P. Rykes: Problems need to be vetted through the board because you've got every stakeholder represented there. You've got people that are flexible, willing to work together. It's not just a me, me attitude. It's what's good for the whole region.
You have a board. Like I said, it's grass roots. You're starting from the grass roots. If you get the grass roots, you've got a base, and then you can work up the chain. Once you get that foundation, you can work up. But if the orders are coming down from the top, it's really tough to get buy-in when it's not worked out at the ground level.
I think some sort of a process…. It doesn't have to be maybe as large as the land use process because a lot of it's already been done. I think it needs tweaking — a board or some board like that is very valuable in going through the rough waters. It's like having a good ship. I think something like that is needed to bring everything together.
N. Macdonald (Deputy Chair): I take it the essence of your point is that if we're looking at making changes, a big part of anything that would be considered would be something that involves grass-roots participation — the capacities within these communities to make those decisions intelligently and find the right balance.
So just to understand…. I mean, these committees sort of ebb and flow with the energy level, and I guess what you're saying is that it's got to flow and that there has to be….
P. Rykes: Well, there has to be conflict. You know, I guess we did our job too well. There was no conflict for a number of years, which is okay. But at times like this when you need something, a rudder, to steer through…. One thing the board has is the creativity and the adaptability. You're dealing with people on the ground that know the area intimately. You've got every stakeholder there, so nobody is really left out. You don't have the backlash afterwards.
J. Rustad (Chair): Thank you very much for your presentation and, once again, for taking some time to share with our committee.
Our next presenter is the Cariboo-Chilcotin Guides Association.
S. Maitland: Howdy. I'm not very good at talking or anything, so you're going to have to bear with me. Anyhow, I thought a little introduction of myself first of all. I sort of came to 100 Mile in 1955, which happens to be the year I was born, so I've been around here awhile, probably even longer than Donna. I don't know.
Anyhow, I got into the guiding industry in '79, actually — I think it's John's area there — with a guide, Ejnar Madsen, up in Babine Lake and up in that country there, where I started out and stuff. I bought my own guide territory in '81 and have been making my living doing that ever since. I've seen a lot of changes on the land base, and you know, it's kind of hard to accept some of the stuff that's going on, but anyhow, that's myself — okay?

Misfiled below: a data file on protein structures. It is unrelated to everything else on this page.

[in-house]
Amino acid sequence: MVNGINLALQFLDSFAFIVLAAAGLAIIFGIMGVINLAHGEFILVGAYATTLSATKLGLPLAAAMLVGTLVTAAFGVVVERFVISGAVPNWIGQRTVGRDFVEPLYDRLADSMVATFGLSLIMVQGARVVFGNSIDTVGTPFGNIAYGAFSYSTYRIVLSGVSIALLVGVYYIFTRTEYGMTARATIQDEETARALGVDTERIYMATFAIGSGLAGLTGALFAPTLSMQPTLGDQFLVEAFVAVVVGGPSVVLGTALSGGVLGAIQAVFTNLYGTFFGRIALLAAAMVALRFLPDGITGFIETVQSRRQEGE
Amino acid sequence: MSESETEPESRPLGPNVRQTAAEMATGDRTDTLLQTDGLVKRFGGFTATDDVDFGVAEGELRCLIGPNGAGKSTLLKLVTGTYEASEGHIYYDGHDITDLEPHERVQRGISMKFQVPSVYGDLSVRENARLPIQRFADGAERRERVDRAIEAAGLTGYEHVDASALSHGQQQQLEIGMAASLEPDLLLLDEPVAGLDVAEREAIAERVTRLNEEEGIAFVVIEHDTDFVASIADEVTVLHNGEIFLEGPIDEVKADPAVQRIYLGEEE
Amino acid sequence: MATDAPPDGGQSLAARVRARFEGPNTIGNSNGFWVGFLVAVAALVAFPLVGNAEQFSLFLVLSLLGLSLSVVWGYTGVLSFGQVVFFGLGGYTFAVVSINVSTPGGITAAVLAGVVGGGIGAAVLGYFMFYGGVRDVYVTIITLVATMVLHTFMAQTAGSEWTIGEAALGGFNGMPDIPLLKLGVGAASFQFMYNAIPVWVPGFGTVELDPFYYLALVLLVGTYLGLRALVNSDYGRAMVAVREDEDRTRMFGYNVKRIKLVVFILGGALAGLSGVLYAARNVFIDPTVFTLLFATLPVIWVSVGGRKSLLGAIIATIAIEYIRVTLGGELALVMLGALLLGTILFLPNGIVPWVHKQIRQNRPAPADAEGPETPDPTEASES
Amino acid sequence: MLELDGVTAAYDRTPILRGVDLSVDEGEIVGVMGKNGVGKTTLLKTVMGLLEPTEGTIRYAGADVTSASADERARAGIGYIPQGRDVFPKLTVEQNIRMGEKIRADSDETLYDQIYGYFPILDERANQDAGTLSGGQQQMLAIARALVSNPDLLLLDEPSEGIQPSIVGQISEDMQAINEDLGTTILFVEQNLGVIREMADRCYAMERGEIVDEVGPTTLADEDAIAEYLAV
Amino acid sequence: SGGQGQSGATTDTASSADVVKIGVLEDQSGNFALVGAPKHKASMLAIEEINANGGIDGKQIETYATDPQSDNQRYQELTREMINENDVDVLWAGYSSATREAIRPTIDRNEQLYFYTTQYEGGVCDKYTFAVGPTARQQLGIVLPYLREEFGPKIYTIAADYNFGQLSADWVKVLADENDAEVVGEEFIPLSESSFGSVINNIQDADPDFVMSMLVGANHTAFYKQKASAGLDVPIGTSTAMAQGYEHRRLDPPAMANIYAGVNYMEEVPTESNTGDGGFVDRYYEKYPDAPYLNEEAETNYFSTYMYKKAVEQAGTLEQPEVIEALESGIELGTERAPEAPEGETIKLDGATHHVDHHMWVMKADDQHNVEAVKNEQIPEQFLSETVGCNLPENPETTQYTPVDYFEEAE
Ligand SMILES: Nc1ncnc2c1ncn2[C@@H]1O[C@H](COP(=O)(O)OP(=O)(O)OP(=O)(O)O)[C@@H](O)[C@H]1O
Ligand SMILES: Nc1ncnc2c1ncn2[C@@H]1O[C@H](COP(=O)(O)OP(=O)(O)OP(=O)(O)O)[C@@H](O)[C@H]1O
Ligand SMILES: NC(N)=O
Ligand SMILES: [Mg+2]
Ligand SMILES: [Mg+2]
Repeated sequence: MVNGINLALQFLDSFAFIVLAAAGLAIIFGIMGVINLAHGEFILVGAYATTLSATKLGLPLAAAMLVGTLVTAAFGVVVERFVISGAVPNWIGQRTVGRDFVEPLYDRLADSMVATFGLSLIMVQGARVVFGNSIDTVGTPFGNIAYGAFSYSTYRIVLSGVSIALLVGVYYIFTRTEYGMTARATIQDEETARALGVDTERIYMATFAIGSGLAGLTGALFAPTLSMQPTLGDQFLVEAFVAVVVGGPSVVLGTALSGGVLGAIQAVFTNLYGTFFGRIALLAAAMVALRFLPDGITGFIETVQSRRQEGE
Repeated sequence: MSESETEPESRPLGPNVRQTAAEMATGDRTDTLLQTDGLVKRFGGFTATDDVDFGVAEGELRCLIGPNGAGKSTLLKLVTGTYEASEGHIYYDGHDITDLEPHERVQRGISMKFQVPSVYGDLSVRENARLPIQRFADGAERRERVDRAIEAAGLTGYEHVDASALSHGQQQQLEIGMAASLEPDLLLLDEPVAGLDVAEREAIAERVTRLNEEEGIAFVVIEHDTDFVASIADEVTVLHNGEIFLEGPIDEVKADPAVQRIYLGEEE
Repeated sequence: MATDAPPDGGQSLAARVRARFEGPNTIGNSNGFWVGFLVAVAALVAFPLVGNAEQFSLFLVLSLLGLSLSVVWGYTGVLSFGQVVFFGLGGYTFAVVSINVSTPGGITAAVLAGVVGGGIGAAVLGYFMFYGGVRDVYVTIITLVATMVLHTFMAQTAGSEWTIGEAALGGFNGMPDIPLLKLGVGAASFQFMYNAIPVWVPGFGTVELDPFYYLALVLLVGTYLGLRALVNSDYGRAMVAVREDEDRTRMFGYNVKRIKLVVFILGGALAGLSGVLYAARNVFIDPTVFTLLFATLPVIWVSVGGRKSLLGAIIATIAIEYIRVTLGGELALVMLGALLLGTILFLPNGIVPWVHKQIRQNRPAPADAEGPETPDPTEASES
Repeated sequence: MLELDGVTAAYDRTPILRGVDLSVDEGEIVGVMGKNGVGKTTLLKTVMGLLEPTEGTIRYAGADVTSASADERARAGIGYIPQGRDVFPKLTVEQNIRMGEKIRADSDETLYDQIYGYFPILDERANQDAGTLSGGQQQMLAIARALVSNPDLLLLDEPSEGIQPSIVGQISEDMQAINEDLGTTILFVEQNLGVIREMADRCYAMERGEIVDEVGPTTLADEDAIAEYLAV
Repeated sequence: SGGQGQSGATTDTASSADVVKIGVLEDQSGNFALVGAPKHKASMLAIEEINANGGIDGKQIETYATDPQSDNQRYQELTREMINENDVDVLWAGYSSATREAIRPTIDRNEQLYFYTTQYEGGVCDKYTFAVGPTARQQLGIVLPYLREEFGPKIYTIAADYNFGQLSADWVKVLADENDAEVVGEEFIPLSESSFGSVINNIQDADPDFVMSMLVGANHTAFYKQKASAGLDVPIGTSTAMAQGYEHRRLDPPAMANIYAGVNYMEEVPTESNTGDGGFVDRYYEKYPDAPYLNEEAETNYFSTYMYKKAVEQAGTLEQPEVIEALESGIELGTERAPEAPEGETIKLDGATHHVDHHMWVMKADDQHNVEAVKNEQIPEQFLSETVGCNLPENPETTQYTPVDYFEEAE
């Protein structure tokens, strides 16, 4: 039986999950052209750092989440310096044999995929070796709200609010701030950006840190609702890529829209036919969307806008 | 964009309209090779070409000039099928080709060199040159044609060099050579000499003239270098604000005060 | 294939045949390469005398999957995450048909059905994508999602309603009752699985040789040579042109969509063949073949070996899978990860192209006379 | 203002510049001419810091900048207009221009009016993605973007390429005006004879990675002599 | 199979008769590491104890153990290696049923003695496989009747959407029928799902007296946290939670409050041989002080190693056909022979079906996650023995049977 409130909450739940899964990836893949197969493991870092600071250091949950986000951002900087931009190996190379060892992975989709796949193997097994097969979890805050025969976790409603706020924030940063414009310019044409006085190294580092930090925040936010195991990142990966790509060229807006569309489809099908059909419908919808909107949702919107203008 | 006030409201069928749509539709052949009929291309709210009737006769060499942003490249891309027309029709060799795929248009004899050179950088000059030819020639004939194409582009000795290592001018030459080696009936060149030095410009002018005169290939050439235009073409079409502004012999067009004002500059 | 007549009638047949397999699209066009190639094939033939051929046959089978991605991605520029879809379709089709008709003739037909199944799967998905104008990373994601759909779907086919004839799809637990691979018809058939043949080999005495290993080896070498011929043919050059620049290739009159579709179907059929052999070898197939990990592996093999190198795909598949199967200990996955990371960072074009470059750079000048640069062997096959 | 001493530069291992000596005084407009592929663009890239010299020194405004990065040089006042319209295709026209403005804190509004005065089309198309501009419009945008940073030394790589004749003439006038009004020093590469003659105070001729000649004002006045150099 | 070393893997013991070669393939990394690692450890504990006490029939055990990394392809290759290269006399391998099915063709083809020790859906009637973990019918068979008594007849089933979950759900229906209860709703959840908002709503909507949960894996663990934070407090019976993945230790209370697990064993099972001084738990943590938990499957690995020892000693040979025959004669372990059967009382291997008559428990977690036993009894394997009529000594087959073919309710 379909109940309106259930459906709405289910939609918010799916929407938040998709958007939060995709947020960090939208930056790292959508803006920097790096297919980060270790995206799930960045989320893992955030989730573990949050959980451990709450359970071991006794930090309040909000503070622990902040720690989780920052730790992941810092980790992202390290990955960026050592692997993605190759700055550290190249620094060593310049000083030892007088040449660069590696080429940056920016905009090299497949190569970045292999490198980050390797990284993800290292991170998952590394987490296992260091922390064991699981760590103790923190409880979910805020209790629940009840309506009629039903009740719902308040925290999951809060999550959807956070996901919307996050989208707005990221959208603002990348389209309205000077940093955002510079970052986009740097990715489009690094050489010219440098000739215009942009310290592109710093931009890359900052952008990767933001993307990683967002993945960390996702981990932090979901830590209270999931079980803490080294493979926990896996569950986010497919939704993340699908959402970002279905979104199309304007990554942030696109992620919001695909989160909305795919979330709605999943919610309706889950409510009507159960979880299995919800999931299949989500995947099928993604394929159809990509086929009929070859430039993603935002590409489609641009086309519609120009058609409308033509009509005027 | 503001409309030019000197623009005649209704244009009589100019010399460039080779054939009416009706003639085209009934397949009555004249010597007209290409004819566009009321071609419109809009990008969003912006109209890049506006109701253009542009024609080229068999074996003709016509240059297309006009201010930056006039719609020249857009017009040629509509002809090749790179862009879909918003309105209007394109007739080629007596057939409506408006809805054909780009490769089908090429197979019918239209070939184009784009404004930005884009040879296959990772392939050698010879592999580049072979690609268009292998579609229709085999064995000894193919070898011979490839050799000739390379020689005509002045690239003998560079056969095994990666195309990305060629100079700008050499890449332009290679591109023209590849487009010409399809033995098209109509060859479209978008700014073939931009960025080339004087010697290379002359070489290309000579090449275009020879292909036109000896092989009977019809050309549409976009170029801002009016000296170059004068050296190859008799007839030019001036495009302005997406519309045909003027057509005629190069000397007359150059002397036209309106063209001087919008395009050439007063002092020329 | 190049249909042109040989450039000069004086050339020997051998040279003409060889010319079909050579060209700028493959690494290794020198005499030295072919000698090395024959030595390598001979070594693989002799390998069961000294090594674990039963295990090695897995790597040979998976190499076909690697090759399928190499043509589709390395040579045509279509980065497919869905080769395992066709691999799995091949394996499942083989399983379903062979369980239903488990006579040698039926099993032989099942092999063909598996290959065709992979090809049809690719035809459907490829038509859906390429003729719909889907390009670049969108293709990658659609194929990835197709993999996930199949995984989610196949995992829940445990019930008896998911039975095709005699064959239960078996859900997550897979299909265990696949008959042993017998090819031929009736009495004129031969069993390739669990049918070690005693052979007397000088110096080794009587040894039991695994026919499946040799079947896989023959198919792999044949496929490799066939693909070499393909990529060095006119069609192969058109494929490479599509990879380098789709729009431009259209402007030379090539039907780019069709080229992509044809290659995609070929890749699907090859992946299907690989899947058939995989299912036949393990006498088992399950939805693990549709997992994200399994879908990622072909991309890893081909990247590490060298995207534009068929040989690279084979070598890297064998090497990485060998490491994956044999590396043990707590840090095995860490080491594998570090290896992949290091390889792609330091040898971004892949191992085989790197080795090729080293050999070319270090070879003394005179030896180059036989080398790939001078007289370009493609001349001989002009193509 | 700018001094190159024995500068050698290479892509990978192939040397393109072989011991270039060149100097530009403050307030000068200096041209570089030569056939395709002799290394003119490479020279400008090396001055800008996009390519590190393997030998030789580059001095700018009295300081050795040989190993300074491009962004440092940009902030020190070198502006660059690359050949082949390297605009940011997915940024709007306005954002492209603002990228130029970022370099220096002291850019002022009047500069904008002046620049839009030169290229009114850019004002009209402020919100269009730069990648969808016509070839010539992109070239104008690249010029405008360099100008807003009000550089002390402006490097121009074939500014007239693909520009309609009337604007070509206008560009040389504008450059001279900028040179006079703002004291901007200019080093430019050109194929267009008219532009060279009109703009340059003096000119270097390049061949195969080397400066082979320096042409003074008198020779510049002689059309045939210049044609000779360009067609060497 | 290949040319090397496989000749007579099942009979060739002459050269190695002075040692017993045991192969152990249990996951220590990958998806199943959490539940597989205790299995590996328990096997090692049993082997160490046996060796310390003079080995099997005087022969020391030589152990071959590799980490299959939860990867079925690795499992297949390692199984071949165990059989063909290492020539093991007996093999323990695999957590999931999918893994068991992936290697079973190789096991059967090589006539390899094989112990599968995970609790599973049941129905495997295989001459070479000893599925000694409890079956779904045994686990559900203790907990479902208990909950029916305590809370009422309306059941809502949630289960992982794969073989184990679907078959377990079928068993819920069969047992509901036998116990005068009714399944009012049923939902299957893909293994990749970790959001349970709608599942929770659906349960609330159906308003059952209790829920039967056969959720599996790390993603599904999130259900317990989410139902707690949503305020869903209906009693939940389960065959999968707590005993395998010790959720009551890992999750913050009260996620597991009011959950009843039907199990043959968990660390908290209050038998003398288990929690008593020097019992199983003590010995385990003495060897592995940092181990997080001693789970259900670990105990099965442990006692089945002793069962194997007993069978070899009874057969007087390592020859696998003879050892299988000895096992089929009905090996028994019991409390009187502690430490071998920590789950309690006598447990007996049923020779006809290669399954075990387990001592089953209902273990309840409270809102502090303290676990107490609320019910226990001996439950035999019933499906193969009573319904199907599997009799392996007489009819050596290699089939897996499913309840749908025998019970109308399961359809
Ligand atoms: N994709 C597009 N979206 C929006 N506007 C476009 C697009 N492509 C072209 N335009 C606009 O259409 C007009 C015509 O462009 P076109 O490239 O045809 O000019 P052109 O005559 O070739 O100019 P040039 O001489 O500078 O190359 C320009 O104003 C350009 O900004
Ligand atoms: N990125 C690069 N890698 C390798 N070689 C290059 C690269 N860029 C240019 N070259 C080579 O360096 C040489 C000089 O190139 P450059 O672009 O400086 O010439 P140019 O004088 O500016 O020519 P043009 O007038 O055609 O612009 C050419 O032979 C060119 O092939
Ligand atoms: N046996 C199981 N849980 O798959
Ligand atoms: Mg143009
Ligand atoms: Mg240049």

The Cariboo-Chilcotin Guides Association has been around since eternity. We represent…. In the Cariboo there are over 50 guides. In the province we employ, on the average, six people, but probably in the Cariboo it's maybe a little less than that. We've got a lot of small territories, so it's probably a three-person average on the employment. The guiding industry, I think, does $116 million annually. The guiding industry goes on and on. That's a little bit about that.
What has happened, which everybody is sort of well aware of, with the pine beetle epidemic…. I should maybe go in a little bit with the CCLUP first, because it has been brought up a lot. I was quite involved in that process for three years. Every single meeting, it seemed, there was Petrus and, I think, Guenter back here, and a few others. Quite a few people were involved in that. I'm not going to go into that a lot, because it sounds like most people have gone into that a lot.
I do agree with Petrus on the implementation board, which I was on. We haven't had a meeting in I don't know how long. Basically, once the whole parks process was done, it sort of was the end of the meetings. A lot of stuff has happened on the land use plan since its inception that wasn't really in the land use plan. Of course, when the land use plan was brought up, there was no pine beetle epidemic, you know. Obviously, we've had to make changes to accommodate that.
You know, I guess the needs…. To have a sustainable guiding industry in the Cariboo region, we need quantity and quality of wildlife. That's our primary goal. We don't really have anything to say about the AAC. We just want it to be sustainable. I mean, we're 100 percent for the logging industry and keeping that as a very vital part of our province and our economy. But in the same needs, we don't want to undermine our own industry.
You know, we need to have a good quality of wildlife and a quality experience. Guide-outfitters are the first tourism people in British Columbia, maybe even Canada, and we also experience the best rate per day of any tourism industry sector there is, so it's a good industry.
On the pine beetle logging, and even the logging in general that has taken place, the land use plan had all sorts of sectors laid out in it. You've got special resource development zones, and each different sector is in the land use plan. Some are for timber. "This is going to be a heavy timber management area" or "This is going to be a management area for tourism" — that sort of a deal.
I mean, although logging would take place in all of it, it was just certain levels of logging and how it was done. There were lots of VQO objectives, old-growth management objectives and wildlife objectives laid out within it, and there was a lot of compromise, on everybody's behalf, in the land use plan. I think wildlife sort of got the short end of the stick. Of course, that's the sector I come from.